Can a first-party insurance policy ever provide coverage for third-party loss? Well…that depends on what the policy actually says, which goes back to the first rule of all coverage work: Read The Policy. (Corollary rule: Assumptions Are The Mother of All Foulups.)
Here are the facts from a very recent case decided by the U.S. Court of Appeals for the Sixth Circuit on this topic. DSW operates shoe stores. Hackers used the local wireless network at one DSW store to get unauthorized access to the DSW computer system and download credit card information for 1.4 million DSW customers at 108 stores. A slew of fraudulent transactions followed.
Following the data breach, DSW incurred substantial expenses for customer communications, public relations, customer claims and lawsuits, and attorneys’ fees in connection with investigations by seven state Attorneys General and the FTC. DSW eventually entered into a consent order with the FTC requiring DSW to shore up its security system. The biggest hit taken by DSW, though – roughly $4 million – arose from the compromised credit card information: costs associated with chargebacks, card reissuance, account monitoring, and fines imposed by VISA/MasterCard. DSW’s total loss was about $6.8 million.
National Union had sold DSW a Blanket Crime Policy. The policy provided coverage for “Loss which the Insured shall sustain resulting directly from…The theft of any Insured property by Computer Fraud.”
The Policy defined “Computer Fraud” as “the wrongful conversion of assets under the direct or indirect control of a Computer System by means of (1) The fraudulent accessing of such Computer System; (2) The insertion of fraudulent data or instructions into such Computer System; or (3) The fraudulent alteration of data, programs or routines in such Computer System.”
But, the Policy excluded the costs of defending lawsuits, “except as may be specifically stated to the contrary.”
National Union argued that, given the exclusion for defending suits, the policy was essentially a Fidelity Bond providing only first-party coverage, and that losses associated with third-party claims (such as those made by the FTC and customers) were not included within the insuring agreement.
But the Court wrote that “the label given to a policy is not determinative of coverage,” and focused on the coverage grant. “Loss” is a broad term. What did it mean that a covered “Loss” must “result directly from the theft”? National Union argued that the “resulting directly from” language required that the theft of property by computer fraud be the “sole” and “immediate” cause of the policyholder’s loss. The Court, however, found that the language was ambiguous, writing: “We find that the phrase ‘resulting directly from’ does not unambiguously limit coverage to loss resulting ‘solely’ or ‘immediately’ from the theft itself.” In other words, “proximate” cause of a loss was all that was needed...and that was enough to encompass the costs of dealing with the third party claims, taking them out of the exclusion for defending suits and claims. There was no question that DSW had suffered a “financial loss,” even if part of that loss was attorneys’ fees, and there was a “sufficient link” between “the computer hacker’s infiltration of [DSW’s] computer system” and the financial loss.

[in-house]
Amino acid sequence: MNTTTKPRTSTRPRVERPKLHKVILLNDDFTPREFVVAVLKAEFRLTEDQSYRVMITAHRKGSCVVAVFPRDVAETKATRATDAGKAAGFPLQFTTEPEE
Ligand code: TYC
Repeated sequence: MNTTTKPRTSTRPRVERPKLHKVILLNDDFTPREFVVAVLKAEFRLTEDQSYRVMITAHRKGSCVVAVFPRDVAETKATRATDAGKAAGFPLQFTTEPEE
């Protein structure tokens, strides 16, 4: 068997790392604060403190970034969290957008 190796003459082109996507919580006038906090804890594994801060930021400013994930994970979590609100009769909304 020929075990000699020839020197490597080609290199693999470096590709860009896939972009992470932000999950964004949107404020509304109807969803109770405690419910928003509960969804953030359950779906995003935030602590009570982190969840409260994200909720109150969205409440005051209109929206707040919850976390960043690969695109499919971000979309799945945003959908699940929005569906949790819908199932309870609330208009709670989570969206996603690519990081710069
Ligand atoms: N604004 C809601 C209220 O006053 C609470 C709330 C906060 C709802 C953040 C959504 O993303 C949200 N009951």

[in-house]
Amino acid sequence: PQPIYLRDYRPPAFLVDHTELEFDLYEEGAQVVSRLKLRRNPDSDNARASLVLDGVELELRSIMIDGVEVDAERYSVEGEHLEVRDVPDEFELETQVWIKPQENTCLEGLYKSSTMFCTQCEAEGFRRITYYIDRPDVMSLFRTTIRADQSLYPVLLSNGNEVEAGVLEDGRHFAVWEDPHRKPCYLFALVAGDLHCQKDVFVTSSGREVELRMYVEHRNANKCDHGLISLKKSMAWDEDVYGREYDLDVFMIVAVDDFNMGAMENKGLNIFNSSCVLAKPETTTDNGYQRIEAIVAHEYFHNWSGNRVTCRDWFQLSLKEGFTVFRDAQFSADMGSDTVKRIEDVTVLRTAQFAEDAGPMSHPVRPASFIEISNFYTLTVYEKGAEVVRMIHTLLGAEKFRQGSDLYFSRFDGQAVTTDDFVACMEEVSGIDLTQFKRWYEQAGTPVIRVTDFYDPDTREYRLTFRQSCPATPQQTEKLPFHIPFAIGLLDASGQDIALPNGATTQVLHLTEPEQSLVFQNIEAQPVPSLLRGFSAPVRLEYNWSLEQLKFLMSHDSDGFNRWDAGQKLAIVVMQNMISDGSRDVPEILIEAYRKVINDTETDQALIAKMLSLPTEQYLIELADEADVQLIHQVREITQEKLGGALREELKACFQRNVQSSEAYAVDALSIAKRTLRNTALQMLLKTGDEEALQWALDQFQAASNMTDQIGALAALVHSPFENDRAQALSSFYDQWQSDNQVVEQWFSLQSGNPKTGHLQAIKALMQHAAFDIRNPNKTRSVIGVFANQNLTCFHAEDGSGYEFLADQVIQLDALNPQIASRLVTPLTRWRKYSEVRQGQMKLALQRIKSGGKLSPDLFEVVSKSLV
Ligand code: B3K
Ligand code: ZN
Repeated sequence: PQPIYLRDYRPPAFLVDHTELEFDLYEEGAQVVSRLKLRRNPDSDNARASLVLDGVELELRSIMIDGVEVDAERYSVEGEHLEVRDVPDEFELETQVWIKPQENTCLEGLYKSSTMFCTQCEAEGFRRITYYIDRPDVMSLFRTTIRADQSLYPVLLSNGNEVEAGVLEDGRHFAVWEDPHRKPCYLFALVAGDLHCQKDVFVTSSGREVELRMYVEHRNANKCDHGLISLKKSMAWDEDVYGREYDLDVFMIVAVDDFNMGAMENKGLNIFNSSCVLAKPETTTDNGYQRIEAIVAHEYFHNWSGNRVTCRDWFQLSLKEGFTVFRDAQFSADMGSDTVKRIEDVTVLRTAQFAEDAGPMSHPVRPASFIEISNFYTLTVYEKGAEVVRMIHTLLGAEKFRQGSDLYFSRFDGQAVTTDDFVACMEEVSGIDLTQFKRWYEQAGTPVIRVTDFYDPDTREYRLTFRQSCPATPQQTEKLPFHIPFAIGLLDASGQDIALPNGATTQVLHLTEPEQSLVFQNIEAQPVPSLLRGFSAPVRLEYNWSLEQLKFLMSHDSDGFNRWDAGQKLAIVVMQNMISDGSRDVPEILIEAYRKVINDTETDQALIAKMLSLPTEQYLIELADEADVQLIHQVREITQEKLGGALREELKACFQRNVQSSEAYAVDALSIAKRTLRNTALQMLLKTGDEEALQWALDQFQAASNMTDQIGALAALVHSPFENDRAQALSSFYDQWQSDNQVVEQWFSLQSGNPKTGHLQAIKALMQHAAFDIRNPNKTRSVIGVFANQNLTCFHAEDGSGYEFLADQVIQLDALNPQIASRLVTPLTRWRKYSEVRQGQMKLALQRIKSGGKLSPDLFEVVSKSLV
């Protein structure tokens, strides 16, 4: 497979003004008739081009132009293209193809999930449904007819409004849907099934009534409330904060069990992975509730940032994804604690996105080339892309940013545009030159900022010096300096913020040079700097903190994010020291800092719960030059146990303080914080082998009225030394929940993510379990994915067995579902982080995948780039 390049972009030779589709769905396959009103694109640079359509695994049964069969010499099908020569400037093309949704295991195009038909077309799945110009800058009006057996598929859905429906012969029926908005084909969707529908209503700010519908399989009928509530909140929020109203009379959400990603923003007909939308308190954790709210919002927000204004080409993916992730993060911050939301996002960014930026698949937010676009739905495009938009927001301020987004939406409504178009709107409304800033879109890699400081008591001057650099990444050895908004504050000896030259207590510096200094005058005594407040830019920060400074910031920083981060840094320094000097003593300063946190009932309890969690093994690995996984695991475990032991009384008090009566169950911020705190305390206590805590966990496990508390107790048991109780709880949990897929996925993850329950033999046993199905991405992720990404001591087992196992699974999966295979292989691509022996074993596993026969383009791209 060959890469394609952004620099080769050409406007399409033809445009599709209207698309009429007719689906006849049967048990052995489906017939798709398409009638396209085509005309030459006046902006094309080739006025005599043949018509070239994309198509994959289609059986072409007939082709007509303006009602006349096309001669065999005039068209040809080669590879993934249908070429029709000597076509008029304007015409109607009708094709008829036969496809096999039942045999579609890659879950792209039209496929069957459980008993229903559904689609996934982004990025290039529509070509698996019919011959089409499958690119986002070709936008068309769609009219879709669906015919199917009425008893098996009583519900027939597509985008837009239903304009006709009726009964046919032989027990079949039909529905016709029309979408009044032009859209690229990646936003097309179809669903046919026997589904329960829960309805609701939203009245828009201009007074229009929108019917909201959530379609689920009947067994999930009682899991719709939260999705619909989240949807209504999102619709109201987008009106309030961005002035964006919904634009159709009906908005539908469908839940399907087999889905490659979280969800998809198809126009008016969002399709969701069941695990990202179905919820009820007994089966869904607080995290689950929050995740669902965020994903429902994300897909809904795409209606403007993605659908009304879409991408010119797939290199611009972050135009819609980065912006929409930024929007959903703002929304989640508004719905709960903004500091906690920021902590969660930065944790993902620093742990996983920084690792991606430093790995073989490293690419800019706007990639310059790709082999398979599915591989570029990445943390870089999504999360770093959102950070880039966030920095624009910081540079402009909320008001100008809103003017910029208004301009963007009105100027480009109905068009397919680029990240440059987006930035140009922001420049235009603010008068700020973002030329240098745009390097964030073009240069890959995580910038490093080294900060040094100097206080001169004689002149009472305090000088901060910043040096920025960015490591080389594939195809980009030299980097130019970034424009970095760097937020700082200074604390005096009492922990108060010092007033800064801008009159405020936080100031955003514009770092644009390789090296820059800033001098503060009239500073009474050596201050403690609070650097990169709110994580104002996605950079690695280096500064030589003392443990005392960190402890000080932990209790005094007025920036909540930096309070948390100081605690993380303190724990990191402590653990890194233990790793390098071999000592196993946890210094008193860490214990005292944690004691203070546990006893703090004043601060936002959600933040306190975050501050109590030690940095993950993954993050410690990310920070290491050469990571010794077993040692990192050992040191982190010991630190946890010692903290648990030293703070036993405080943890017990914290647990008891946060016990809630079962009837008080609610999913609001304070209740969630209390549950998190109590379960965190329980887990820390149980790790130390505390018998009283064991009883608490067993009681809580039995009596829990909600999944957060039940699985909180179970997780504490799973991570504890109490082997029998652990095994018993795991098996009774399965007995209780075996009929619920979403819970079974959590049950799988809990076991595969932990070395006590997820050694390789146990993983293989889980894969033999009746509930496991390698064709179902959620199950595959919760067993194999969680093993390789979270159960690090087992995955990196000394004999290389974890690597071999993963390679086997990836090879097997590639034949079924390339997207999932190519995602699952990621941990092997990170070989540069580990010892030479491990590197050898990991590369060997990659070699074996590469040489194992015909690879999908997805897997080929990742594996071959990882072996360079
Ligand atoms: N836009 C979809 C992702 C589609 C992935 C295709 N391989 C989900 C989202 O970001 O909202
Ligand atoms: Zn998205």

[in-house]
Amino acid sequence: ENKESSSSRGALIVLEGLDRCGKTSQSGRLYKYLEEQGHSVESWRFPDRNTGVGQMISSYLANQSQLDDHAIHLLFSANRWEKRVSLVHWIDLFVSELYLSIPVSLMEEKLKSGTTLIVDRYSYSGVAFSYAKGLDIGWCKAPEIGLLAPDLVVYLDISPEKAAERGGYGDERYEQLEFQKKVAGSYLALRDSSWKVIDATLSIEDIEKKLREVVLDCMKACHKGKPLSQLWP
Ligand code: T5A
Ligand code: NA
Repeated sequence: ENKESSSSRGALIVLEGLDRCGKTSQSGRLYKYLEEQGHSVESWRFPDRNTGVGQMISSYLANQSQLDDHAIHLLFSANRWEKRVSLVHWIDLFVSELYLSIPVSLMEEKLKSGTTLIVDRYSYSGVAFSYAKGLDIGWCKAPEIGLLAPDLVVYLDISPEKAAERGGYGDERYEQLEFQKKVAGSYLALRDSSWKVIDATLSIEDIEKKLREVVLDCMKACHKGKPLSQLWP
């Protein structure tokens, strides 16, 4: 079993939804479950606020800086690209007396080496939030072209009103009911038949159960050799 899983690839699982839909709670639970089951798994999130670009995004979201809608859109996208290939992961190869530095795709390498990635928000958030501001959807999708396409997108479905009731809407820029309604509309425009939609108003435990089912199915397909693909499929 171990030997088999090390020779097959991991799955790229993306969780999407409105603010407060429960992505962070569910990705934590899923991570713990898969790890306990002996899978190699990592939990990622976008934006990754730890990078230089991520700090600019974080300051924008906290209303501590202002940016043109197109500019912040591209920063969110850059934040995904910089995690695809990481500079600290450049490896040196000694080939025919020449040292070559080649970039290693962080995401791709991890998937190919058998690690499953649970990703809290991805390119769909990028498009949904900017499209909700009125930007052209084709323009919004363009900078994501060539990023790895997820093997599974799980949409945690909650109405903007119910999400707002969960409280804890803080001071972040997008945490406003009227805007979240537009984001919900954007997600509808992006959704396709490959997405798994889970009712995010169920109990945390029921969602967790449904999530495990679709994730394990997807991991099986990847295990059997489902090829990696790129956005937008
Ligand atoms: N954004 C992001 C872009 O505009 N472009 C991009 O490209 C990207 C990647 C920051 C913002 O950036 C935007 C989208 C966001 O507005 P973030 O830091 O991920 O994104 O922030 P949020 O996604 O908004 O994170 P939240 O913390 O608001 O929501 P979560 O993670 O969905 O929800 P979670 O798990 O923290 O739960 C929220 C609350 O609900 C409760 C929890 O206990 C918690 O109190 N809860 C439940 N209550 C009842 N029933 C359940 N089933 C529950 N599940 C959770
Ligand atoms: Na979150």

National Union also pointed to an exclusion in the policy reading: “Coverage does not apply to any loss of proprietary information, Trade Secrets, Confidential Processing Methods, or other confidential information of any kind.” The Court held that this exclusion did not apply. Basically, the Court found that the exclusion was meant to apply to the policyholder’s information, used in the policyholder’s business, which gives the policyholder the “opportunity to obtain advantage over competitors who do not know or use the information.” Here, the information belonged to customers, and not really to DSW.
Given the exclusion for defending claims, insurance company folks may argue that this case is an example of a Court bending over backwards to find coverage where none really exists. But I think that, in a way, this case represents the flipside of bad faith. If a claim is “fairly debatable,” then the insurance company can’t be held liable for bad faith in refusing to cover it. But…if the application of policy language is “fairly debatable,” then the policyholder should (and usually does) get the benefit of the doubt as to whether coverage exists. After all, the carrier writes the policies, and the carrier has to deal with the consequences if the language is not 100% clear.